Archive for games

Q/A with Betsson’s Patrik Jonsson - DevCentral’s Featured Member for April

Posted in f5, big-ip, silva, devcentral, infrastructure, games by psilva on April 4th, 2017

 

 

patrik.jpgPatrik Jonsson lives in Stockholm with his wife and son and works as a network engineer for a company providing online casino games across the world.

Outside work, he likes to spend time with his family, play around with his home VMware lab and enjoys watching movies. He also loves travelling and having a beer with friends.

Patrik is also a 2017 DevCentral MVP and DevCentral’s Featured Member for April! DevCentral got a chance to talk with Patrik about his work, life and his project the BIG-IP Report.

DevCentral: You’ve been a very active contributor to the DevCentral community and wondered what keeps you involved?

Patrik: One of the best, and fun ways to learn new things is to take on problems, or discussions presented by fellow technicians. It forces you to continuously challenge what you think you know and keeps your knowledge up to date. In addition, when I need input, or help myself, DevCentral has so many brilliant and helpful members ready to take on whatever you throw at them.

DC: Tell us a little about the areas of BIG-IP expertise you have.

PJ: The first time I ran into a BIG-IP was just after I graduated from university. It was a 1000 series running BIG-IP v4. When I quit that job 6 years later I considered asking to bring it home with me, but somehow my girlfriend at the time was not as keen to the idea. Still don’t know why. :-)

I’ve been working mostly with BIG-IP LTM and iControl, but recently I’ve started to dabble a bit with APM, GTM/DNS and ASM as well.

DC: You are a Network Security Specialist at Betsson. Can you describe your typical workday?

PJ: At Betsson you never know what’s going to happen when you step into the office. The gaming industry has very tough competition and getting comfortable as one of the bigger players around is not an option since rivals are always ready to take your place. This, combined with awesome colleagues, makes it a joy to step into the office every morning.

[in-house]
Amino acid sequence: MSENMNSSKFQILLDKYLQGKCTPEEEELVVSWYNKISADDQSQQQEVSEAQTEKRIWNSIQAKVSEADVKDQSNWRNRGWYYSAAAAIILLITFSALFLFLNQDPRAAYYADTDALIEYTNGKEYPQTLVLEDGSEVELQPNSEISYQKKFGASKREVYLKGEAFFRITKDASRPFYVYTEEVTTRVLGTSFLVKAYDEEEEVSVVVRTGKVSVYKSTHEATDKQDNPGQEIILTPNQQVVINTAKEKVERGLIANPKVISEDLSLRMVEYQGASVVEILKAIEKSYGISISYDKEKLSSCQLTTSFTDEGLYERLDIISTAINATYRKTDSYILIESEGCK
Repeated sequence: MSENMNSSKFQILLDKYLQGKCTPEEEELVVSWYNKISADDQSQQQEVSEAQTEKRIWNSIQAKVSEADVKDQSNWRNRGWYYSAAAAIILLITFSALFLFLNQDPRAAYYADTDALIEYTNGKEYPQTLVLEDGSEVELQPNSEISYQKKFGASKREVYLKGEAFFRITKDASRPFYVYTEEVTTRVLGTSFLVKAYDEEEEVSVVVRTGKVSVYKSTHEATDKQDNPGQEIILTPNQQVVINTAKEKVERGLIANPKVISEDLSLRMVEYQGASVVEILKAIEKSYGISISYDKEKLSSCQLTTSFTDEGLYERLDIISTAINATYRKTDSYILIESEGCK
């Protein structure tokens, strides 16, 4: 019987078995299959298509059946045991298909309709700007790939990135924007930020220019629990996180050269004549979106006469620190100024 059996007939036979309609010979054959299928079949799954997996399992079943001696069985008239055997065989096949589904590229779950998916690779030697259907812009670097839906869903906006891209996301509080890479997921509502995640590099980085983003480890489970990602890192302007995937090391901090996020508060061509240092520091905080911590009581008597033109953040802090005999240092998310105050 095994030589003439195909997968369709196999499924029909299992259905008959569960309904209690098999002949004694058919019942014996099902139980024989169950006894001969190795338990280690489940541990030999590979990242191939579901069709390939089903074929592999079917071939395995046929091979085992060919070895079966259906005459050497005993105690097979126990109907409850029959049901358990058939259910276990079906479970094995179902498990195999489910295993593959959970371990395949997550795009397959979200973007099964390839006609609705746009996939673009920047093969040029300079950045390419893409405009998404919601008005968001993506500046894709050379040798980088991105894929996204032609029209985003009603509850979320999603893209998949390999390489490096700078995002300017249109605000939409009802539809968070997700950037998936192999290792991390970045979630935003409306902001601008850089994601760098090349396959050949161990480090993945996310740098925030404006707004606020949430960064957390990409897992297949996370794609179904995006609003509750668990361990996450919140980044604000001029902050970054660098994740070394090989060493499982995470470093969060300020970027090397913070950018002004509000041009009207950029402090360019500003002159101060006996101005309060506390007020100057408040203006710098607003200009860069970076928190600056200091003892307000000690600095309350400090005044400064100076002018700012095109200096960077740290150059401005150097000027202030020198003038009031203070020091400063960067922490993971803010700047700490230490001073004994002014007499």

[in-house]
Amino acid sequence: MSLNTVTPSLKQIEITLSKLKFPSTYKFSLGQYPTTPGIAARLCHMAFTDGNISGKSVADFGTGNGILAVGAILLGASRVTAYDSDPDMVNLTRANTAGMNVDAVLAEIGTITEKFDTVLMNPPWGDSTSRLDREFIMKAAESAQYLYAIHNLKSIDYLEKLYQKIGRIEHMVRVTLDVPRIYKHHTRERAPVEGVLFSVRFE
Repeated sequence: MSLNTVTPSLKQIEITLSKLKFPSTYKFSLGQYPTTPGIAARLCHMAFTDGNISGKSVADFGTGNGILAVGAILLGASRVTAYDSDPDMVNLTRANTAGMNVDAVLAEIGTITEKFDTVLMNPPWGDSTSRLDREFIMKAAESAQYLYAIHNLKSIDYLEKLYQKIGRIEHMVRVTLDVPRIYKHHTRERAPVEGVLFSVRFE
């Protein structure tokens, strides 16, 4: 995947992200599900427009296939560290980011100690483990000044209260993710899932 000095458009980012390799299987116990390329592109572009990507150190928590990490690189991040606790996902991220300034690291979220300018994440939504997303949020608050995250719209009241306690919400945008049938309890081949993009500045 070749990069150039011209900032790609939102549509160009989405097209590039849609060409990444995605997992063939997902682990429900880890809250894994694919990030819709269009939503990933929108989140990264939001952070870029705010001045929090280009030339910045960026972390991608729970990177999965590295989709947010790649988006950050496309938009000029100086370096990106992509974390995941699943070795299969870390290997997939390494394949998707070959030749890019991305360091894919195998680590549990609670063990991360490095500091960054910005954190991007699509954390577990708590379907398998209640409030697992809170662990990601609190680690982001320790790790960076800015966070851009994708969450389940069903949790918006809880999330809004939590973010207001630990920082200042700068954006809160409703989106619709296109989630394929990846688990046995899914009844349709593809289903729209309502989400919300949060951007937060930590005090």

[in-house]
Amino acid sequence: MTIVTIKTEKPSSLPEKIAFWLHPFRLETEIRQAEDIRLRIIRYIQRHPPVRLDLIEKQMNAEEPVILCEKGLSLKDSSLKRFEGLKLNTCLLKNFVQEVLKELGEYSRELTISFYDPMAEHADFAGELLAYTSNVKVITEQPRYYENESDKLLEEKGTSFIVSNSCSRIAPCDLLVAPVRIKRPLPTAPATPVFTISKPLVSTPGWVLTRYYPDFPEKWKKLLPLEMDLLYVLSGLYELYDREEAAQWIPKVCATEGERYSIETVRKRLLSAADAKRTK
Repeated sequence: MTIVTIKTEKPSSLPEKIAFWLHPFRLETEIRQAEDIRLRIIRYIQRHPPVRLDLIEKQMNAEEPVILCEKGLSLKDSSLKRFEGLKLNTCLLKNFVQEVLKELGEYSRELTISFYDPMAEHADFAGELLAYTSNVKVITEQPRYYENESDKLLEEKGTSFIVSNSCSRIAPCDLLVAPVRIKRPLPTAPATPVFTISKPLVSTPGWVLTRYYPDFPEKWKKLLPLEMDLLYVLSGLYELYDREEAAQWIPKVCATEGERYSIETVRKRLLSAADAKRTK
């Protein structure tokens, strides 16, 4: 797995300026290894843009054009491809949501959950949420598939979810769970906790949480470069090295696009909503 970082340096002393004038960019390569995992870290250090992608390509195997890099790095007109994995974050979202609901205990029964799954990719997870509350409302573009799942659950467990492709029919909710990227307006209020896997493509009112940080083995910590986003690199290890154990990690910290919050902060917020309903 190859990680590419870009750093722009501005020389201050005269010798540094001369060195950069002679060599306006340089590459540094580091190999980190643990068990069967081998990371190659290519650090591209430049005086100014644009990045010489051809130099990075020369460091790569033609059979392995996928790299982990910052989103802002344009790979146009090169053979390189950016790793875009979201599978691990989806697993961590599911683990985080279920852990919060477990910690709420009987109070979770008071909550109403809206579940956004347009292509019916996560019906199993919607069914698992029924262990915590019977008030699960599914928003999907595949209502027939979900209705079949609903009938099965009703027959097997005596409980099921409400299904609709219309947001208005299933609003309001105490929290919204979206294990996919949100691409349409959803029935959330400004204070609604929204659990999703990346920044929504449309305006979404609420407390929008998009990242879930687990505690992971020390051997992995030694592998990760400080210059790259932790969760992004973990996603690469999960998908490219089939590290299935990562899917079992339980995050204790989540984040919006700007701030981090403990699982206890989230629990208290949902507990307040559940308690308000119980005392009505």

DC: Describe one of your biggest BIG-IP challenges and how DevCentral helped in that situation.


betsson_logo.jpgPJ:
Being a multinational company with offices supporting multiple brands, one of the biggest challenges we have is knowledge sharing. Giving the developers the correct information when they need it is vital for an efficient application delivery. In order to provide this, we have used iRules to present troubleshooting information in the form of custom headers so developers can see which pool and member that responded to their request and the current status of all members. We also have a smarter version of the traditional sorry page which shows information about the failed pool and what’s being monitored. And then of course, BIG-IP Report.

All of these are using iRules and iControl and would not have been possible without the DevCentral API documentation and of course, my hero Joe Pruitt.

DC: What can readers learn from your blog: https://loadbalancing.se/ and what is the BIG-IP Report?

PJ: My blog is where I post ideas and projects that I have. There’s a BIG-IP APM + Google Authenticator guide, F5 Web UI augmentation script for version 11 and a few other things.

BIG-IP Report was born out of a need to show people the load balancing configuration in a simple manner without giving them access to the BIG-IP interface. After implementing it we have gone from developers asking us where things are, to instead them telling us about bad configuration. We also discovered that it is awesome for us as well, as we can get an overview of the configuration across multiple devices. Finding a specific VIP, or pool is so much easier when the information is in one place.

I guess the best way to understand it is to try it at http://loadbalancing.se/bigipreportdemo/

The blog is not updated that often, so it’s safe to subscribe without getting too much spam.

DC: Lastly, if you weren’t an IT admin – what would be your dream job? Or better, when you were a kid – what did you want to be when you grew up?